Race day for the Pikes Peak Ascent and Marathon draws nye. Racers have a week and a half of easy work-outs and resting (and hopefully some altitude work) before the big weekend August 18 and 19.
But how fast should you run? For those who haven't found it yet, Matt Carpenter put together a really cool pace calculator that will tell runners what their times should be at 10 spots along the trail if they want to reach the summit at a certain time. Just put in your goal time and the calc will do the rest.
The only thing left for most people to do is try to aclimate. Here's a chart showing that usable oxygen on top of Pikes is only about half what it is at sea level.
How do they do you acclimate. The best plan is to drive up Pikes Peak and do short, (20-30 minute) easy workouts (walking or jogging on the Peak) to stimulate hypoxia. The low oxygen levels will prod your body to make more blood.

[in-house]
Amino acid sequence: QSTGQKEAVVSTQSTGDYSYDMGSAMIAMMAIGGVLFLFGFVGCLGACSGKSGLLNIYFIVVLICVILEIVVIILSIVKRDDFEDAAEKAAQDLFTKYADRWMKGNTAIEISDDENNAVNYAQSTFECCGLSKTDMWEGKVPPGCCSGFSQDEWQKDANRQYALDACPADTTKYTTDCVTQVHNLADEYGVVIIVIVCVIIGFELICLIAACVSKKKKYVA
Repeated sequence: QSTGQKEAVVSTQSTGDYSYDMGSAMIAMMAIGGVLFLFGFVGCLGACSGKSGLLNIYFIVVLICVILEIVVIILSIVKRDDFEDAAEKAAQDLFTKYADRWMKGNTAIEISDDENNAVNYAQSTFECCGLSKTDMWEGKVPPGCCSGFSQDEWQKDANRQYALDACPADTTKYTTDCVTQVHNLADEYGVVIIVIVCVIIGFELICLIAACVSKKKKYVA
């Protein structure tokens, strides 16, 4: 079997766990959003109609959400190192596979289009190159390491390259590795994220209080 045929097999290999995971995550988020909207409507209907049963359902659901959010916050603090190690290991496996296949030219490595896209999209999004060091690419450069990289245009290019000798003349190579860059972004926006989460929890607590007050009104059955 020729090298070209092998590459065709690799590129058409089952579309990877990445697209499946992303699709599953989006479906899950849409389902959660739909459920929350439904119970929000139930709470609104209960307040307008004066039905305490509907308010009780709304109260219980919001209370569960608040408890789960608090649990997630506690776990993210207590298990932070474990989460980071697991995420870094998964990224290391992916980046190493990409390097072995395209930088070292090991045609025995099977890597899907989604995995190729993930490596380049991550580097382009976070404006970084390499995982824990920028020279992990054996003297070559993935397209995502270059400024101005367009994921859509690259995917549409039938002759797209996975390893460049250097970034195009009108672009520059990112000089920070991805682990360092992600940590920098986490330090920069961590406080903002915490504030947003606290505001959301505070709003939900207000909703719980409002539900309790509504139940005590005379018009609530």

According to the training Website Higherpeak.com, "Intermittent Hypoxic Training" (IHT) has been touted as a quicker method of reaping some of the benefits of altitude training. In IHT, you do short intervals breathing low oxygen air, so your blood oxygen saturation dips below 90%. Again, the aim is to trigger the natural systems that produce new red blood cells."
So go up the peak, hang out, jog a little.
I would add, don't do it during the two days before the race. It's better just to rest. I always feel crappy after a day at 14,000 feet and notice my performance is down considerably.
By the way: post your goal times. Mine is 2:47.